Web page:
Mircea the Elder, grandfather of Vlad Tepes, accepted the suzerainty of Poland in 1387 and of Hungary in 1395.
Mircea’s reign strengthened the power of the state. New offices were organized, increased economic development moved ahead and trade with the merchants of Poland and Lithuania flourished. With the increase revenue, Mircea was able to flex his military power and fortify the Danube citadels. Renewal of treaties with Hungary and Poland ensured focus on the common threat, the Ottoman expansion.
Mircea’s intervention, supporting the Bulgarians, brought him in conflict with the Ottomans. Sultan Beyazid (the Thunderbolt) crossed the Danube with 40,000. With less than 10,000 troops, Mircea used guerilla warfare to maximum effect. On October 10, 1394, the armies clashed at Rovine, a forested and swamp area which inhibited the Ottomans from fully utilizing their superior numbers.
Despite a glorious victory, Mircea was forced to fall back to Hungary as Vlad Uzurpatorul had seized the throne. While exiled in Hungary, her monarch called for a Crusade against the Ottomans. Contingents from as far away as France, the Holy Roman Empire, Genoa, Venice and Bulgaria assembled and crossed the Danube. The Battle of Nicopolis ended any hope of the Crusade flourishing.
In 1397, with the help of Hungary, Mircea defeated Vlad the Usurper and stopped further Ottoman encroachment across the Danube. Further expeditions by the Ottomans met with no further success. The summer of 1402 began a period of anarchy when Sultan Beyazid met defeat by Tamerlane at Ankara.
Subsequent campaigns further strengthened Mircea’s power and toward the end of his reign, the Ottomans settled a treaty with tribute to halt any further attempts to make Wallachia a province of the Ottoman Empire.
Vlad the Impaler was a medieval Romanian prince famed for his brutal torture techniques and vicious lust for battle. His family name was Draculea, meaning ‘son of the dragon’. In legend, he is said to have turned against God after the death of his wife, becoming the evil undead. This myth lead to the modern interpretation of Count Dracula and other Vampire stories. In reality, Vlad was not a count but a prince. Whilst he was born in Transylvania, Vlad was Crown Prince of Wallachia, a country in the south of present day Romania, bordering Transylvania. He frequently made attacks on Transylvania, which was a contested region, and slaughtered many there for not accepting his authority.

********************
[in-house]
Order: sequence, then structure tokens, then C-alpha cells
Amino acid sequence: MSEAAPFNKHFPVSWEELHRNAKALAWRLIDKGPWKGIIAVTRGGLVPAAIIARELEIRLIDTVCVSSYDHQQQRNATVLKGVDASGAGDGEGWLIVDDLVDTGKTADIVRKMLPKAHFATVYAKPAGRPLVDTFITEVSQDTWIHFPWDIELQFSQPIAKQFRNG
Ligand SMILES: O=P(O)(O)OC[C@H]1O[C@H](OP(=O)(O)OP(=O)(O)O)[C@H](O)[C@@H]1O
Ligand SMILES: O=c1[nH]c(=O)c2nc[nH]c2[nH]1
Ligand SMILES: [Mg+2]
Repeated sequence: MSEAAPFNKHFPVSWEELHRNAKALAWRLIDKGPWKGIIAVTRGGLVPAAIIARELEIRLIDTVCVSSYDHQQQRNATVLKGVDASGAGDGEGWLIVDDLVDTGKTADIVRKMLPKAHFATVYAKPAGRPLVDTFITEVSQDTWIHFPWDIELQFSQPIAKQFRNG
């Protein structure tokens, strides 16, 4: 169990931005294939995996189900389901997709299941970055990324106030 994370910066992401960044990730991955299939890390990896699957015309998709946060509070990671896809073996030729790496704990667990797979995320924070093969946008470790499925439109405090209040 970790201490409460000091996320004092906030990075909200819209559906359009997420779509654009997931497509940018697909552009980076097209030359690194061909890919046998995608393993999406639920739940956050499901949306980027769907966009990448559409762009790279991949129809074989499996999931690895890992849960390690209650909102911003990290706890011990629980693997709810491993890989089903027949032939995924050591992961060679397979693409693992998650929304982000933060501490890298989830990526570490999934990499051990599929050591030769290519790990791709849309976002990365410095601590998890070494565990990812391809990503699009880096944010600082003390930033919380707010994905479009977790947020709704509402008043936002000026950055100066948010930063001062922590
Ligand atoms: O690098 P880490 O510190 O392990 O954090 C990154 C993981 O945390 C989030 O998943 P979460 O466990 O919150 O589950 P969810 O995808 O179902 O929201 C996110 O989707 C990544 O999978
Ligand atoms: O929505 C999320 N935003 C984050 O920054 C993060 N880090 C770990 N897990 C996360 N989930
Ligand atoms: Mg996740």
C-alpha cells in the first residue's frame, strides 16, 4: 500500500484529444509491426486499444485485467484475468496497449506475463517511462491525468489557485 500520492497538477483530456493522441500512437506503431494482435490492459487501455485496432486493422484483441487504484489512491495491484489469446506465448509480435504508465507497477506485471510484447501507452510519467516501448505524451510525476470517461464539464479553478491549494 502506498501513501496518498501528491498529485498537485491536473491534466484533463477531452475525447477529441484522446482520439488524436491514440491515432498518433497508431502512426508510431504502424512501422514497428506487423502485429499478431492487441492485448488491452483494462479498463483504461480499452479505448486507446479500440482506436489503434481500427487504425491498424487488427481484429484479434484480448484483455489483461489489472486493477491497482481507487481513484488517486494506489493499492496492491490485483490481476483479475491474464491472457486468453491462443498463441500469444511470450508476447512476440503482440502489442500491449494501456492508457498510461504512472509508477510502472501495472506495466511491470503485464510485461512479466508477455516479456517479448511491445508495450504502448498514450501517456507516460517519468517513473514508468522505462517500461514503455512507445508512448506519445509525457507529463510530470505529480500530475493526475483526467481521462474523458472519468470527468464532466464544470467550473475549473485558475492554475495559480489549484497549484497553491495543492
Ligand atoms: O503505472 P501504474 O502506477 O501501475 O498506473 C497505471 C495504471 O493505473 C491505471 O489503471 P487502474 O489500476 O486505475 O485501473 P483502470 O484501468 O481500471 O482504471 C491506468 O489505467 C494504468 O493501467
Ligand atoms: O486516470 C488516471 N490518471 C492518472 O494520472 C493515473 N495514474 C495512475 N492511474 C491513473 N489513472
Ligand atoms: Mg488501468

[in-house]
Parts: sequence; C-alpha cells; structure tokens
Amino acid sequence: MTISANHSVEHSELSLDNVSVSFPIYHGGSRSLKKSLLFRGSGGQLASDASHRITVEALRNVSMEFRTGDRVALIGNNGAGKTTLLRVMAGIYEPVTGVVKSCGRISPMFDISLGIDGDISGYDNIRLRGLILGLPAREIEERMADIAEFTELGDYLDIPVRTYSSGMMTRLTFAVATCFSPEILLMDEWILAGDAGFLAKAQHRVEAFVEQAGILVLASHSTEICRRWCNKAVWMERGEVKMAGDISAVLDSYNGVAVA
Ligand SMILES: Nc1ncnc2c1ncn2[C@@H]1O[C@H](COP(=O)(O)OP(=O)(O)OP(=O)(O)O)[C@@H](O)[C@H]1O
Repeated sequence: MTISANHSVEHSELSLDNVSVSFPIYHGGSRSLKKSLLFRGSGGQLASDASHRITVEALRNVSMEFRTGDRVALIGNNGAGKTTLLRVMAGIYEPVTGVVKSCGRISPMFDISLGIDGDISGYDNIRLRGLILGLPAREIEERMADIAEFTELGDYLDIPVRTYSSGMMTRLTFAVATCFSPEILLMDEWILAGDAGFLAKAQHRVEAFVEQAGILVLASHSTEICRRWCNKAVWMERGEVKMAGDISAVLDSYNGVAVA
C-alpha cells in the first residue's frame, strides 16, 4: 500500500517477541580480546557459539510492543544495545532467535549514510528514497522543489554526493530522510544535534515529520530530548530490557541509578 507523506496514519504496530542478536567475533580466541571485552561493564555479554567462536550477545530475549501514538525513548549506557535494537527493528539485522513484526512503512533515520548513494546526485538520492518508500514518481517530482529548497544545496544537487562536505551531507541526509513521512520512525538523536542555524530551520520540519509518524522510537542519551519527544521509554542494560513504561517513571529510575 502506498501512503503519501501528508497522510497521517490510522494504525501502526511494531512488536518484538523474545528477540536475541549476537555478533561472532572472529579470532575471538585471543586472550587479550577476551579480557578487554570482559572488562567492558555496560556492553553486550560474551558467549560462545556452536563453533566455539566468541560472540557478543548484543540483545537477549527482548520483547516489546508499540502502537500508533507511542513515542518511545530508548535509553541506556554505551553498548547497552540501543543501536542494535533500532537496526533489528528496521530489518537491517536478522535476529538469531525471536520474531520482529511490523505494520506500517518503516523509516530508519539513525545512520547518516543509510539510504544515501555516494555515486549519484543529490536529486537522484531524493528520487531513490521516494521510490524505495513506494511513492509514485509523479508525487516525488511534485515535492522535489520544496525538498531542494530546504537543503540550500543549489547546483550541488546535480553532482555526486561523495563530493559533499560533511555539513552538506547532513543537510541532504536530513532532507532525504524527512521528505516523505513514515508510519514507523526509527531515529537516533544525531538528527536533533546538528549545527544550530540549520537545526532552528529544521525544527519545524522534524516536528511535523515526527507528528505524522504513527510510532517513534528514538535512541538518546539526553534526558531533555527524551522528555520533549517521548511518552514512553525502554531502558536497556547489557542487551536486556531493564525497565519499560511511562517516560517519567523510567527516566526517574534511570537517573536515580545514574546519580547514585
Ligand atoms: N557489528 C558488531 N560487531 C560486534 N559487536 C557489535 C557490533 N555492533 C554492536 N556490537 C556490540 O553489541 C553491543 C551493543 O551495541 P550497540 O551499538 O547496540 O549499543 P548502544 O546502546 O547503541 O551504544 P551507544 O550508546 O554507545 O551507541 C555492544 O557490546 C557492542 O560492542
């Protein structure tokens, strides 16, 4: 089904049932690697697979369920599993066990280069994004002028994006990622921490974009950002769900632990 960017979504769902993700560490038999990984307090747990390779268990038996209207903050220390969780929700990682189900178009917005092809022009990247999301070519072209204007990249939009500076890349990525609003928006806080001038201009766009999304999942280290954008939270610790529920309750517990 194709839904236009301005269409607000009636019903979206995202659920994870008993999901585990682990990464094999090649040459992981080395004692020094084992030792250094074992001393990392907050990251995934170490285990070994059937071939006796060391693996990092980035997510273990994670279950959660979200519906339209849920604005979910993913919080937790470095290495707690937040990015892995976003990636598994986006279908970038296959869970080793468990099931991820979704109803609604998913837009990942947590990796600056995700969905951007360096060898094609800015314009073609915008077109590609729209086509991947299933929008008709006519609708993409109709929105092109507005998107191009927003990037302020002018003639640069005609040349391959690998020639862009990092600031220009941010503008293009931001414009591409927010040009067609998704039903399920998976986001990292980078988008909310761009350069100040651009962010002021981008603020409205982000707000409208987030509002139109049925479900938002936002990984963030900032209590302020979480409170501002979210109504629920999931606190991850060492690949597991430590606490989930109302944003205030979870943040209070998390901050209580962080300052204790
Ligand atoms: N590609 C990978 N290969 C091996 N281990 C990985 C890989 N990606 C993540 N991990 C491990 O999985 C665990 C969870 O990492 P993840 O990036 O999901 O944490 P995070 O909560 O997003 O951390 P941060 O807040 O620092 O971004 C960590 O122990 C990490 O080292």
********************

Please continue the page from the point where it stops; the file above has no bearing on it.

Whilst Dracula is commonly associated with evil he is sometimes seen as being somewhat of a Christian hero. He was a member of the ‘order of the dragon’, an order of Hungarian knights sworn to protect Christian lands from the Muslim Ottoman Empire. Located between Christian Hungary and the huge Ottoman Empire, Wallachia was on the front line in the Ottoman expansion into Europe. Vlad’s barbarous torture techniques have earned him a place in history but they were not altogether unusual in medieval Europe. They may also have been exaggerated by his enemies. Impalement was supposedly his preferred method of execution, but this was common practice at the time. Reports that he burned entire villages to the ground are also unsurprising. In Western Europe, however, tales of Vlad’s attacks across the Balkans led to him being branded a ‘bloodthirsty’ tyrant. In Russia, on the other hand, stories of his brutality were equally rife, but most portrayed him as being a strong ruler and justified in his actions. These Russian accounts tell that he nailed hats to ambassadors’ heads.
The idea that Dracula was immortal may be derived from his own propaganda or that of the Ottomans, who found it difficult to put an end to his insurgency. When he finally was killed in battle, the Ottomans removed his head and placed it on display as proof of his death. It was impaled on a spike in a final twist of irony.
WALLACHIAN 1330 AD - 1504 AD
Lesser boyars or viteji
Armoured voynuks with pole arms
Other rustici with spears, javelins, axes, halberds, flails, maces and scythes
Wallachians after 1455 AD:
Ditch and earth bank to protect artillery
This covers the Wallachians from their independence from Hungary in 1330 until they became vassals of the Ottomans in 1476 after the death of Dracula (Vlad Tepes, "Vlad the Impaler", 1456 - 1462 and 1476), The boyars were the nobility. Viteji were landowning peasants; many were promoted to the gentry by Dracula for bravery on the battlefield - and given the wealth of boyars he had impaled or otherwise inventively eliminated. The curteni were the standing army of cavalry and infantry. An Italian traveller of the mid-15th century described the Wallachian army as "ranking among the most valiant in the world". Wallachians sought to fight in mountain defiles, woods or marshy ground to restrict enemy cavalry. Some boyars wore partial plate armour and fought with lances, but others were of Lithuanian origin and may have fought in Lithuanian style. The Wallachians preferred a more mobile battle, launching sudden attacks from ambush and under Dracula indulging in night surprises and atrocities that established a complete morale ascendency over the Turks, who at night huddled terrified behind their camp defences. The so-called "Crusaders" were Italians and Bosnians and Croats in Italian armour and were actually paid mercenaries.